Pablo Picasso, Les Femmes d’Alger (Women of Algiers) (version O), 1955, oil on canvas, sold for USD 179m on 11 May 2015 at Christie’s New York © Succession Picasso/DACS, London 2015 – www.christies.com
That’s the way Art goes, at least Art with a capital A, the art of certain artists, of certain artworks which are greatly sought after in the world’s most prestigious auction rooms. The highest world auction record was reached by Christie’s in New York on 11 May last: the price of Picasso’s Les Femmes d’Alger (version O) soared to USD 179 m, shattering its USD 140m pre-sale estimate. This exceptional work of art, considered one of the Spanish painter’s masterpieces alongside Les demoiselles d’Avignon (The Young Ladies of Avignon) (1907) and Guernica (1937), has become the most expensive artwork to be sold at auction! The sale made Christie’s pulverize its own record (which it had been holding since November 2013 for Bacon’s triptych Three Studies of Lucian Freud – sold for USD 142.4 m), while also Picasso smashed his record, that of Nu, feuilles vertes et buste (Nude, Green Leaves and Bust), a painting from 1932 sold for USD 106.6 m, still at Christie’s, in May 2010. Yet Christie’s didn’t stop there. No less than ten artists’ records were set on the evening on 11 May, during Christie’s special Looking forward to the past sale. Giacometti, Dubuffet, Soutine and Doig were amongst the record holders in this mad worldwide competition.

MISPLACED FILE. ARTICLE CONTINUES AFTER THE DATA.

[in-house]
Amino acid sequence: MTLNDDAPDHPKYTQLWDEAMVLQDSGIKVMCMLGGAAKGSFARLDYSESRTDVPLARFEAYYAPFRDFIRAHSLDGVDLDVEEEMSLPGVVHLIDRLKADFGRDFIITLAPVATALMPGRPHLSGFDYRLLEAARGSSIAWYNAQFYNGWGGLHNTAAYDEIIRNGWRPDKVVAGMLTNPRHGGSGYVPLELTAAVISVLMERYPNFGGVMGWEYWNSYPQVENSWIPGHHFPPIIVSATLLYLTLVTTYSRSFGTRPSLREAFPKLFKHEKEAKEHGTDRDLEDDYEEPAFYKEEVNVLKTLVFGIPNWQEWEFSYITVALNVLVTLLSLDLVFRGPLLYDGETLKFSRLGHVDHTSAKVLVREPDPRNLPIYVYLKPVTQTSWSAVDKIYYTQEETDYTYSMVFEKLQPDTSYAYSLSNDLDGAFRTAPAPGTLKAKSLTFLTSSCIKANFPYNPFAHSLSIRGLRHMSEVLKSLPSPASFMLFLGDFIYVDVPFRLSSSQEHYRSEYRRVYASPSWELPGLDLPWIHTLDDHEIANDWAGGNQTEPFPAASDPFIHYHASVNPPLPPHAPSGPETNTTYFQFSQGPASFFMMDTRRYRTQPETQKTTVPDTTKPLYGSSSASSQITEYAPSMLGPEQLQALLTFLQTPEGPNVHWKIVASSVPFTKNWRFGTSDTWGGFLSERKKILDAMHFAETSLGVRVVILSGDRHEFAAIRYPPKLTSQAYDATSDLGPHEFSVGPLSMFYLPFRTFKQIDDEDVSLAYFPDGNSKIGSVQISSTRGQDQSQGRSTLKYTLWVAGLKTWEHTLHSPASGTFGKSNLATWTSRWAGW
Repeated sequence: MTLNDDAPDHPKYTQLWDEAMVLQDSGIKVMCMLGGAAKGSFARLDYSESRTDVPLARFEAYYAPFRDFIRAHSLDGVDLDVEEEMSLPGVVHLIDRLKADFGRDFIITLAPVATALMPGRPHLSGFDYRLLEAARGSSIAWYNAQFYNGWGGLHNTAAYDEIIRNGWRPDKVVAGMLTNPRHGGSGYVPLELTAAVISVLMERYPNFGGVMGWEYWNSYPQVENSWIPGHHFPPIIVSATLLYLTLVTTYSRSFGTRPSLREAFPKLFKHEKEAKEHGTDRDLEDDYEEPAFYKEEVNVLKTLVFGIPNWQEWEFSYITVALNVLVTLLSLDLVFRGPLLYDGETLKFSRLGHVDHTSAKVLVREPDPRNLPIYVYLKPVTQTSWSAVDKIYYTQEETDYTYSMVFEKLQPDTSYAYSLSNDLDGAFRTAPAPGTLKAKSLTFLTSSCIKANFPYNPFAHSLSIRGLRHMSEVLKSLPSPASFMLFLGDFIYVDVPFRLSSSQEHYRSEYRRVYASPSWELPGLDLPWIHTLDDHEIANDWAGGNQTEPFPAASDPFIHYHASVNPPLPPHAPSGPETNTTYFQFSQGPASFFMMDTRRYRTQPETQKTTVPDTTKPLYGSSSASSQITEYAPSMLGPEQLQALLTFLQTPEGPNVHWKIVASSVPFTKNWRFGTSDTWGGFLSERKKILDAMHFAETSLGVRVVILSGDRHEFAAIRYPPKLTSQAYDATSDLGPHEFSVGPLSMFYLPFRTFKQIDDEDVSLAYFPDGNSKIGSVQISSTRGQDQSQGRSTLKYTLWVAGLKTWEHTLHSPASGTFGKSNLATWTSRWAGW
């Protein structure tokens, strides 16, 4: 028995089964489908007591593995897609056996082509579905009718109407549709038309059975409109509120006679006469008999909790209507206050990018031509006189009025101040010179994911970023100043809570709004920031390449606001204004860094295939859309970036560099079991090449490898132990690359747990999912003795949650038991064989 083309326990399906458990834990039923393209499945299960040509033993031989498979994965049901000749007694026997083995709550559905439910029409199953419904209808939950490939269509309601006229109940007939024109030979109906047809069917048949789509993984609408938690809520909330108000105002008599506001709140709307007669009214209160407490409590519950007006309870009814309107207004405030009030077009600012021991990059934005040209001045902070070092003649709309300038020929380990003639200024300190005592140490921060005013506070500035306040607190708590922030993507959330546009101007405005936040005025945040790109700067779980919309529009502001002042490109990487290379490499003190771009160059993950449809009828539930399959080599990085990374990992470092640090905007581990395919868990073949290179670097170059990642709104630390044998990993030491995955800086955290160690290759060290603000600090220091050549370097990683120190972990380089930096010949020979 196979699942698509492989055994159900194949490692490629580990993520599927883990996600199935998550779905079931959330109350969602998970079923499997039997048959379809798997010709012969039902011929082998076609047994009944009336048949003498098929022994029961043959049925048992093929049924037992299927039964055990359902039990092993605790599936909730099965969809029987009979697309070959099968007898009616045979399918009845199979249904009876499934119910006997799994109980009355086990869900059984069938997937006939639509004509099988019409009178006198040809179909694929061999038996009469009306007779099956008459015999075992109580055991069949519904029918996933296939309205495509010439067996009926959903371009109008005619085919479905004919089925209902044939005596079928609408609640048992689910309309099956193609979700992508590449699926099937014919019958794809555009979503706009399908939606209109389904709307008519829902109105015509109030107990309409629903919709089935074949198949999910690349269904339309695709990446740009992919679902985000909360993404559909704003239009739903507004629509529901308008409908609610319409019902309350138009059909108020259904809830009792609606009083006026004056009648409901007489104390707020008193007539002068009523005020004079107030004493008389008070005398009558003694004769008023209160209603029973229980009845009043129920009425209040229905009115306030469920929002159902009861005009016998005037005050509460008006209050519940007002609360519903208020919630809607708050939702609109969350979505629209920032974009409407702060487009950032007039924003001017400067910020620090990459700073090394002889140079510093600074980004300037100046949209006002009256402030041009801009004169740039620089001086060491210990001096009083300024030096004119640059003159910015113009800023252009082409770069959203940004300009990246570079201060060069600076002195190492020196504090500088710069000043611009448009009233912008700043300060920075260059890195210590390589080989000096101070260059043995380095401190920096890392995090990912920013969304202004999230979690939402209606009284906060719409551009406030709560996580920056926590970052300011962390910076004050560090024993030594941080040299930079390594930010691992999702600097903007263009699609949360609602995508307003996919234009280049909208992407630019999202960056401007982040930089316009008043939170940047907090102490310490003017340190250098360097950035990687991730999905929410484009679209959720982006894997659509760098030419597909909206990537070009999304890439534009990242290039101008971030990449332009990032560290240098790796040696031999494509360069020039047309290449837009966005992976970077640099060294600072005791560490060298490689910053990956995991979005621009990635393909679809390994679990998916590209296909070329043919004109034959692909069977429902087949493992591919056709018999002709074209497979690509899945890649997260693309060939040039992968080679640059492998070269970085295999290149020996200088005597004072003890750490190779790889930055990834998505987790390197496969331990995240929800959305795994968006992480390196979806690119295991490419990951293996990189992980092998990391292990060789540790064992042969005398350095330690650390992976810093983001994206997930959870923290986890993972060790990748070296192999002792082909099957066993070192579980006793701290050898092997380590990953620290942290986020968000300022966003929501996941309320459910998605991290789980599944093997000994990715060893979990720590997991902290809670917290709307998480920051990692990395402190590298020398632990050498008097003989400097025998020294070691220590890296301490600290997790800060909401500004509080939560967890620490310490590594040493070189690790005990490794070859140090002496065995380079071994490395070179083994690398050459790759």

The Picasso painting is part of the Femmes d’Alger series that the artist painted between 1954 and 1955 as a tribute to Delacroix and Matisse. This is the best one of the 15 different works (from A to O). The vibrant colours, the playful approach to cubism and perspective, the powerful effect of the decomposition – recomposition make it a brilliant synthesis of the obsessions of this painter, who was fascinated by Delacroix and more particularly by this scene set in a harem. An iconic work, very actual too, it has been shown in numerous retrospective expositions the world over – the last one at the Tate Modern in 2012. Experts consider it one of the last Picasso works in a private collection. Christie’s had already sold this same work in 1997, for an amount of almost USD 32 m. That was not even 20 years ago. So crazy!